Phosphorus pentoxide has a very interesting molecular structure, and it is also used for various purposes.
Did You Know?
Phosphorus pentoxide was used in the early and mid-20th century to procure phosphoric acid, by dissolving the former in water. But this required a supply of white phosphorus, which is comparatively hard to find. As a new method of forming phosphoric acid was discovered, this method fell out of fashion.
Phosphorus pentoxide, which is the anhydride form of phosphoric acid (H3PO4), has the empirical chemical formula P2O5. However, a single molecule of phosphorus pentoxide seeks out another, as it is very unstable in a monomolecular form. Thus, the molecular formula of the compound is actually P4O10.
It is a white crystalline solid, and is extremely hygroscopic, i.e., it has a very strong attraction to water.
It is formed by burning elemental phosphorus in the abundant presence of oxygen. The equation of the reaction is as follows:
P4 + 5O2 ➙ P4O10
Phosphorus pentoxide can be found in numerous crystal structures (polymorphs), but the most commonly found and most stable configuration is the one shown in the illustration below.
For those of you who may have difficulty grasping the 3D form, here’s a simpler 2D form.
Other polymorphs of phosphorus pentoxide are always found with a tetrahedron of oxygen atoms (four oxygen atoms) around each phosphorus atom. In these polymorphs, the terminal oxygen atom shown to have a double bond with the phosphorus atom actually forms a single bond, and links with another oxygen atom associated with a different tetrahedron. This makes other polymorphs of phosphorus pentoxide very unstable.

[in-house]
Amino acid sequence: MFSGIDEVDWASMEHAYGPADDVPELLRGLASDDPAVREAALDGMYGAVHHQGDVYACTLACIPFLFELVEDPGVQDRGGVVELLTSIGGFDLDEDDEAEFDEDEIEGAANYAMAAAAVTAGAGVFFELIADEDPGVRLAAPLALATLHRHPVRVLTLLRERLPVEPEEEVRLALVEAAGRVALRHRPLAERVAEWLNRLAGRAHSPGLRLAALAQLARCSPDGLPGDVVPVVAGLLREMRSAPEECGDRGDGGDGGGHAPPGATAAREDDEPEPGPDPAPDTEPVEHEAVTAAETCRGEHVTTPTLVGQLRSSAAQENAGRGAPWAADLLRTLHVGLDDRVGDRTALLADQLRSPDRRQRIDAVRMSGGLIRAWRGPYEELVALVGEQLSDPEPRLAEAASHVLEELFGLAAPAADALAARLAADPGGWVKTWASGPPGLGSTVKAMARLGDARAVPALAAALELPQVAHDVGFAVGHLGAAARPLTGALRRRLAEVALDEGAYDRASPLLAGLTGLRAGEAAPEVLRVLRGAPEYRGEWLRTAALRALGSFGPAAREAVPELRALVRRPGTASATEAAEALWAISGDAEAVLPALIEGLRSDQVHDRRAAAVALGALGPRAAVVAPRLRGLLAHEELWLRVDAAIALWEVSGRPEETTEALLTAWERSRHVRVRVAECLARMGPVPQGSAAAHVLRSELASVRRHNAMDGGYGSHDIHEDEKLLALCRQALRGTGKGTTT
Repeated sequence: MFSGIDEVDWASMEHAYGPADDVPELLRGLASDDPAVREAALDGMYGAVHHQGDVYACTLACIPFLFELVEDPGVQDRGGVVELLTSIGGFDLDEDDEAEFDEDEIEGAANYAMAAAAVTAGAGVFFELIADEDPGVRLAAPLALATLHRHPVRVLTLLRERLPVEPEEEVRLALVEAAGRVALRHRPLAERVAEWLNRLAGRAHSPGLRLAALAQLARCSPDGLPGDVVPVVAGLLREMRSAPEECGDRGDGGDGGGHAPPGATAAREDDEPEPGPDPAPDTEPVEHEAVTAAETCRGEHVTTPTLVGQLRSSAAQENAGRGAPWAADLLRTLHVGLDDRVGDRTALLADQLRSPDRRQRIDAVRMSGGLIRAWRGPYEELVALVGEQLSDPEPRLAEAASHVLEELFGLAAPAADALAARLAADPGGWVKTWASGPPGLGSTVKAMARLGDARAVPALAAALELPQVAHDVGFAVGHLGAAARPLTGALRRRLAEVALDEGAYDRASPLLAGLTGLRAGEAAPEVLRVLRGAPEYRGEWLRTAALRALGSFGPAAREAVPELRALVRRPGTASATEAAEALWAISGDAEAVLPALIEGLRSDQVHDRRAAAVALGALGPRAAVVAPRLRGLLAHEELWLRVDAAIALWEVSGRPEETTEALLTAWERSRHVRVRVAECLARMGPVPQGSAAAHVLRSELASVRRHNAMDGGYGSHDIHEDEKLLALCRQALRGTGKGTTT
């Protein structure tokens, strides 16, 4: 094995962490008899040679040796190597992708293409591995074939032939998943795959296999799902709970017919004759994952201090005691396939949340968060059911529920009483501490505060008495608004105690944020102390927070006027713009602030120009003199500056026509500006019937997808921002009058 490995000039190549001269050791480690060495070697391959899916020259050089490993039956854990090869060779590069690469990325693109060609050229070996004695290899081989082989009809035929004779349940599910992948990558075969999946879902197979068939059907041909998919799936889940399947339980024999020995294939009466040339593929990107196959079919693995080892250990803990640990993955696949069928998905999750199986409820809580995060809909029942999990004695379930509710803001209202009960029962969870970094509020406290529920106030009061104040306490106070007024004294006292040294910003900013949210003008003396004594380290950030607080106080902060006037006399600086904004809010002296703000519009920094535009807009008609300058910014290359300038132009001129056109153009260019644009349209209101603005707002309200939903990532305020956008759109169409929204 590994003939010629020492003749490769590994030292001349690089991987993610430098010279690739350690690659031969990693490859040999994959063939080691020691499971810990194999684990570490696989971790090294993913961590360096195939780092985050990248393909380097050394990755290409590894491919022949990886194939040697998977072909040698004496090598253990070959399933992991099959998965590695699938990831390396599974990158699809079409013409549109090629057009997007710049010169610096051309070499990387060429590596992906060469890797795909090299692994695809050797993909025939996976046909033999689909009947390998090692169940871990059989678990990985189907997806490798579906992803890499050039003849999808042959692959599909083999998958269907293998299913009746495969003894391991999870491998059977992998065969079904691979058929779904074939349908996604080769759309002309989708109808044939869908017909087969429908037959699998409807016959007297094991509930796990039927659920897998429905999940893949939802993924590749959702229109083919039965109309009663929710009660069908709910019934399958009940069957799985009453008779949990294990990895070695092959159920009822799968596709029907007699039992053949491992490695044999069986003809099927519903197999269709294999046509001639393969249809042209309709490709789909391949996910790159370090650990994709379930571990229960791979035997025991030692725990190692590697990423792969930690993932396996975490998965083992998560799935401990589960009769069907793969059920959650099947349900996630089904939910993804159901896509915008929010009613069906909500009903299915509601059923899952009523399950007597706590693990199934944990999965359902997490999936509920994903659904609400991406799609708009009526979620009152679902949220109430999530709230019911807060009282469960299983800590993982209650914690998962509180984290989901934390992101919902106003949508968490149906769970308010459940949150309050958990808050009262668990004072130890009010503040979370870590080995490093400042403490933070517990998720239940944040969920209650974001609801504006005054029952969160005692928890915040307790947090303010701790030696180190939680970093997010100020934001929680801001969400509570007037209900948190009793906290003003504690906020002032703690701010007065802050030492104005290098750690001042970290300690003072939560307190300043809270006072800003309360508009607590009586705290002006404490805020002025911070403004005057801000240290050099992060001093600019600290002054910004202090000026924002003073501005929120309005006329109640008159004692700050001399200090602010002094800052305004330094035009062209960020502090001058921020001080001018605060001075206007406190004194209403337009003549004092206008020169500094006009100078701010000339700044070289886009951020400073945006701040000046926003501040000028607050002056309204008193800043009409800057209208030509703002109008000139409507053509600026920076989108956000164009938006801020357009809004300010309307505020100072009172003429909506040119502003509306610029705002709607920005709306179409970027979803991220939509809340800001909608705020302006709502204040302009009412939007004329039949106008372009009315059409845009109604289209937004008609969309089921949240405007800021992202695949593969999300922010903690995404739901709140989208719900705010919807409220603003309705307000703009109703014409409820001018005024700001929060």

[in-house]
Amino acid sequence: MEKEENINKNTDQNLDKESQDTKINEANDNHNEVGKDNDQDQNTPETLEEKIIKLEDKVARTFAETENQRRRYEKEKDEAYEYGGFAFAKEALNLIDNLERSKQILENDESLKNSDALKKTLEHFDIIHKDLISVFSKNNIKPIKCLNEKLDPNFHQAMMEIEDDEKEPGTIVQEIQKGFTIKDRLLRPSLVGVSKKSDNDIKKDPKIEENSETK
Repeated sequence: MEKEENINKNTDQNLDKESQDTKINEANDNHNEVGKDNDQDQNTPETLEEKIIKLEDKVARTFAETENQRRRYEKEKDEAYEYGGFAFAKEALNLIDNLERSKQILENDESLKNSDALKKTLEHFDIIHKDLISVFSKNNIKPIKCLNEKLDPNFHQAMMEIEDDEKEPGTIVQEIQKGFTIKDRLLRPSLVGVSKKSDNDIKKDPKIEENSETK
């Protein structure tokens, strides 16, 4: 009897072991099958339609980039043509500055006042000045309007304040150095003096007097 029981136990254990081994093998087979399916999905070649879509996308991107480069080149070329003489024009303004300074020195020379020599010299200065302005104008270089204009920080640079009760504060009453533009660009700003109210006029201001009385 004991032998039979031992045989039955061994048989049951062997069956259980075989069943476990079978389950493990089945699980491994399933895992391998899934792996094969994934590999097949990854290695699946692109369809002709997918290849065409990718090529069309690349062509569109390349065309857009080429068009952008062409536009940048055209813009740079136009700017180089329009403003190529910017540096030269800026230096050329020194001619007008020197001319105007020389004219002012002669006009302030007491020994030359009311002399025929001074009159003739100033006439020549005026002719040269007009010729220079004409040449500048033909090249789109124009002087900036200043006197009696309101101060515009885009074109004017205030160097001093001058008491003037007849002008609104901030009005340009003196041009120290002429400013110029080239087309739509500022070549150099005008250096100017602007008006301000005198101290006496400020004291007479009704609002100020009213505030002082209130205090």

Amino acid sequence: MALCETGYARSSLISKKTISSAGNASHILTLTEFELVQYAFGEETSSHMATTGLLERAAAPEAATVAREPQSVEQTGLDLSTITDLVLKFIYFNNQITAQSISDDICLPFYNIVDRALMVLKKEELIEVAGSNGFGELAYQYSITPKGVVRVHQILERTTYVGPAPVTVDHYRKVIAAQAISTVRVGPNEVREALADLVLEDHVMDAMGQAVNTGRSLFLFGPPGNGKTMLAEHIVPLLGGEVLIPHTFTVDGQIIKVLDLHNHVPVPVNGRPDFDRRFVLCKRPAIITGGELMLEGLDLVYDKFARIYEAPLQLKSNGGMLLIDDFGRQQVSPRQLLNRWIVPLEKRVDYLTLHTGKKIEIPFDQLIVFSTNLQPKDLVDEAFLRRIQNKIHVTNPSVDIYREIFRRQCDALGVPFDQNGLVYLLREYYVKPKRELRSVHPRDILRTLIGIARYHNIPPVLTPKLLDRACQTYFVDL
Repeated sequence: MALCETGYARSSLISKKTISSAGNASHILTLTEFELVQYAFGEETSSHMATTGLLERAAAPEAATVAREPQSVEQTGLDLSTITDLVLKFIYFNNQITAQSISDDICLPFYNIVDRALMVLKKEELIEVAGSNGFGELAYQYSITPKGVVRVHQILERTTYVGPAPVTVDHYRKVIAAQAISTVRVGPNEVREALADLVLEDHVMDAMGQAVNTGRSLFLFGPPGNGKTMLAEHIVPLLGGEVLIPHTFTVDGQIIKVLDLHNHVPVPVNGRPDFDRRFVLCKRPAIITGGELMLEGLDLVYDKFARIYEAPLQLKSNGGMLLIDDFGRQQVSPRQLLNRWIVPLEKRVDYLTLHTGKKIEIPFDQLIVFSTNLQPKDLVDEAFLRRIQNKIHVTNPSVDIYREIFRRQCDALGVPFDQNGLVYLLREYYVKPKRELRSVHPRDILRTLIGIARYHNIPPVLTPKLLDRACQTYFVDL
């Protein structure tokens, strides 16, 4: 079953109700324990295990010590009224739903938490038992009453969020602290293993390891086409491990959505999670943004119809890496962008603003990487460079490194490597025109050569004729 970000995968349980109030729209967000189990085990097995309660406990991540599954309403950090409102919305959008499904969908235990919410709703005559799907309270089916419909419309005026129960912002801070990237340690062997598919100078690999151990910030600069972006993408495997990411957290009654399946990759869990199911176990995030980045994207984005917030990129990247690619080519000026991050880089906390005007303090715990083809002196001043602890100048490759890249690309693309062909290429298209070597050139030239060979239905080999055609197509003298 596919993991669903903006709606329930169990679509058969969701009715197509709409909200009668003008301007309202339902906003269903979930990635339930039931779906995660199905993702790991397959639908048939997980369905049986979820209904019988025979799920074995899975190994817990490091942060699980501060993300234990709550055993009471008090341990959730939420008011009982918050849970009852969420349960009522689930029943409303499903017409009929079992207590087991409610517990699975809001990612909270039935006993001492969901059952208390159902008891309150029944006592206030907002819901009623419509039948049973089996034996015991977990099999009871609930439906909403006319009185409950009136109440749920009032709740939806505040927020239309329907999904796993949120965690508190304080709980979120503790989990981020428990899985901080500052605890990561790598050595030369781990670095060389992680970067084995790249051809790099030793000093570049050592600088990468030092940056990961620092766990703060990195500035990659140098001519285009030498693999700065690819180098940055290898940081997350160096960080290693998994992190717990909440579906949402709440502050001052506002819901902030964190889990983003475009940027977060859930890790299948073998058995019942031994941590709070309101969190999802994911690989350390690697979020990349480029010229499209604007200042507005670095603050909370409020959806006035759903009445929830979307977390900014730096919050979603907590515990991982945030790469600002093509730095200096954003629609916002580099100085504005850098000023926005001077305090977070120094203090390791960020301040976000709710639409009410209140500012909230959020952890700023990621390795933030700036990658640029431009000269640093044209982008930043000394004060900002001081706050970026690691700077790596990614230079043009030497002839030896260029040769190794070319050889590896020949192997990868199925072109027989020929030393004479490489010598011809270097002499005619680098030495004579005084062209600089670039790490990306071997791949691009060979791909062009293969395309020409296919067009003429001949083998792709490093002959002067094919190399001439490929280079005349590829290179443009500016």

► The density of phosphorus pentoxide is 2.3 g/cm3.
► Its melting point is 340°C, or 644°F.
► The boiling point of phosphorus pentoxide is just 20°C more than its melting point, at 680°F. This means that if the heat source is sufficiently steady and high, it can sublimate, or skip its liquid state and convert directly to vapor.
► It is extremely hygroscopic, and its reaction with water is violently exothermic.
P4O10 + 6H2O ➙ 4H3PO4 + 177 kJ
It produces various forms of phosphoric acid depending upon the amount of water available. This makes it risky to store and transport. However, it doesn’t catch fire like most other compounds, i.e., it doesn’t react with atmospheric oxygen even if heated.
Most practical applications and uses of phosphorus pentoxide are centered around its extreme affinity to water, which makes it an excellent dehydrating agent.
► It is used as a dehydrating agent in organic synthesis, which is the process of forming organic compounds through reactions of other organic compounds. This is most important for converting amides into nitriles: R-C(O)NH2 ➙ RCN, by taking away the two H atoms and one O atom in amides.
► It is also used to form anhydrides of oxygen-containing acids. It can convert even the strongest acids to anhydrates, such as nitric acid (HNO3) to nitrogen pentoxide (N2O5) and sulfuric acid (H2SO4) to sulfur trioxide (SO3).
By definition, it doesn’t react with non-oxygen-containing acids, such as HCl, since there is no H2O molecule to extract. In fact, phosphorus pentachloride (PCl5) reacts with water to give HCl and phosphorus oxides, including the pentoxide form.